Get stuck in (Picture: Getty)
If you’ve been out and about on your walks recently, you may have smelt a very familiar kitchen aroma.
Spring is wild garlic season which means that many forests and green spaces have been giving off that unmistakable garlicky smell.
The ingredient is very popular in the UK and now is the perfect time of year to forage it and use it for pesto, pasta, salad and soup dishes.
But before you go into the woods hunting for it, there are a few important things to remember. After all, you need to be sure you’re picking the right thing (nothing poisonous) and you don’t want to cause and harm to the environment in the process.
Forager Alysia Vasey, who supplies many of the UK’s leading chefs with ingredients, knows a thing or two about wild garlic – and frequently makes oils, pesto and even chemical peels with the produce.
She’s offered some top tips on spotting and picking it, in a safe way.
Alysia tells Metro.co.uk: ‘Wild garlic has arrow shaped leaves that are quite wide and can grow up to 50cm tall. The stalks are white and it will either carpet an area or grow in significant clumps. The flowers are white and five pointed.’
‘It also loves the shade and damp places – so the best place to find wild garlic is in ancient woodland and along the banks of rivers.
‘It’s said the Romans allegedly planted it along the Great North Road (A1) to feed the army as it marched.’
The reason you’ve probably smelt it recently is because it pops up around March-time and is best picked as young as possible. Flowers emerge from April to June, as the season progresses.
Spring is the perfect time to find wild garlic (Picture: Getty)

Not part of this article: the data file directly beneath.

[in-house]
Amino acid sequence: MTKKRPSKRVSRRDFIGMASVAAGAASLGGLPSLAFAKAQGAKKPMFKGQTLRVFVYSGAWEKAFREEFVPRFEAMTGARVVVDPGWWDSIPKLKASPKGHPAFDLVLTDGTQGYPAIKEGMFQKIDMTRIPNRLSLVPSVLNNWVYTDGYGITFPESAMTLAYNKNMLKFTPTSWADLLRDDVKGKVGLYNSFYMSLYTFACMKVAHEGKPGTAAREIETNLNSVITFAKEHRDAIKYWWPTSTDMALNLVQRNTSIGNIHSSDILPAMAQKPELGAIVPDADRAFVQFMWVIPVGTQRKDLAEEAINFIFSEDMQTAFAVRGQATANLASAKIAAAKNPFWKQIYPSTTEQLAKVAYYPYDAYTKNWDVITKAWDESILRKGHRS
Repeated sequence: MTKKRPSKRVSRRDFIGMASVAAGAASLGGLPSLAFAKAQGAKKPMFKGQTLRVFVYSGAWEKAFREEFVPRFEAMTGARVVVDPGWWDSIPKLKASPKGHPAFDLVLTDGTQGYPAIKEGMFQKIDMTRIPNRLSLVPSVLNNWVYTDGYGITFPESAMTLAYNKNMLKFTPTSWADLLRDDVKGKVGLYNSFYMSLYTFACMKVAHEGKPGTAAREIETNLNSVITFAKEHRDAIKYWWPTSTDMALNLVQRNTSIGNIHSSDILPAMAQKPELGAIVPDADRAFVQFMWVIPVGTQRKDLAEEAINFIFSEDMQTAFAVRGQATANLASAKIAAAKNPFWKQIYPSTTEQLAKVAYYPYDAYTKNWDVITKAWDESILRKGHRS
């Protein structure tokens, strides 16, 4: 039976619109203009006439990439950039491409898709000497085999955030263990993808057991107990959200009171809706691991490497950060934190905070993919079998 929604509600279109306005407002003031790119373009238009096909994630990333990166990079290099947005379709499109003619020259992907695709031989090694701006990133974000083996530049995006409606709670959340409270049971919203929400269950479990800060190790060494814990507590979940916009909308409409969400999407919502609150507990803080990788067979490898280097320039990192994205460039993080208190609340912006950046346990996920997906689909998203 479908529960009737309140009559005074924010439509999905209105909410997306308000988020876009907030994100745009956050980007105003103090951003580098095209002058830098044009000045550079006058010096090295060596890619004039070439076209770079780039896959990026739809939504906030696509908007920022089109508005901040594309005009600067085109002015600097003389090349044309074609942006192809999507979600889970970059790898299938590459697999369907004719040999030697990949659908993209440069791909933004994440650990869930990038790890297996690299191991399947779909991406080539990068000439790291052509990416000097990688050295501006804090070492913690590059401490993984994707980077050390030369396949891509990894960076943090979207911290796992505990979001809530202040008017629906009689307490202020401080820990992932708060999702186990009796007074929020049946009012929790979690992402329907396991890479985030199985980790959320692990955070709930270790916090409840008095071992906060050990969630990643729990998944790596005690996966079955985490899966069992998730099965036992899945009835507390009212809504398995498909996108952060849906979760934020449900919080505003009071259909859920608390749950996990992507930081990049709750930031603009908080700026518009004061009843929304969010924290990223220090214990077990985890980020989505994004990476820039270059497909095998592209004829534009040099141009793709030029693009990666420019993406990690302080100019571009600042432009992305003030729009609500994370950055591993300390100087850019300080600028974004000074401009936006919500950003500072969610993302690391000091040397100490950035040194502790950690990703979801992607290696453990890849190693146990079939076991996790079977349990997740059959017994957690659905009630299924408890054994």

In terms of the harvesting process, it’s vital to keep an eye out for dangerous plants.
Alysia says: ‘There are three poisonous plants that grow amongst it. The first, Dogs’s Mercury, is very different to wild garlic so you will notice immediately this intruder in your bunch.
‘The next is Lords and Ladies which has similar leaves when young, it has a flat green leaf often with dark spots on it.
‘Finally, Jack in the Pulpit – which is not very common but does have similar looking leaves, but glossy.
‘Just make sure that what you have in your hand is wild garlic leaf only and cut with a knife as the bulbs are so small they are not worth bothering with. They are also on the Defra list as protected, much like bluebell bulbs.
‘To pick it, use a knife to cut the stalks and wear gloves if you can. After a while the natural acids can sting a bit, if you don’t.’
For those not clued-up, Alysia also explains how wild garlic differs to the bulbs we usually buy and how it can be used in the kitchen.
She adds: ‘Wild garlic is a leaf as opposed to a bulb, the flavour is still strong in every part of the plant.
‘It goes through several stages that are of use in the kitchen.
‘First the leaf stage, then a layer of micro garlic grows underneath the main plant which is great for dressing salads.
‘Then we have the stalks, which can be used like spring onions and the flowers can be pickled or added to butters.
‘Then the seed pods, where there is a two week gap before the seed forms, and you have a pod that is minuscule but bursts with the intense flavour of a whole bulb of garlic.’
Guidelines for foraging:
- Only pick where it’s in abundance
- Try and get the landowner’s permission, if possible
- Leave enough for wildlife
What can you make with wild garlic?
‘Wild garlic is a very versatile ingredient. If you think of it like a herb you can substitute it into a lot of recipes,’ says Amy Elles, chef patron of The Harbour Café.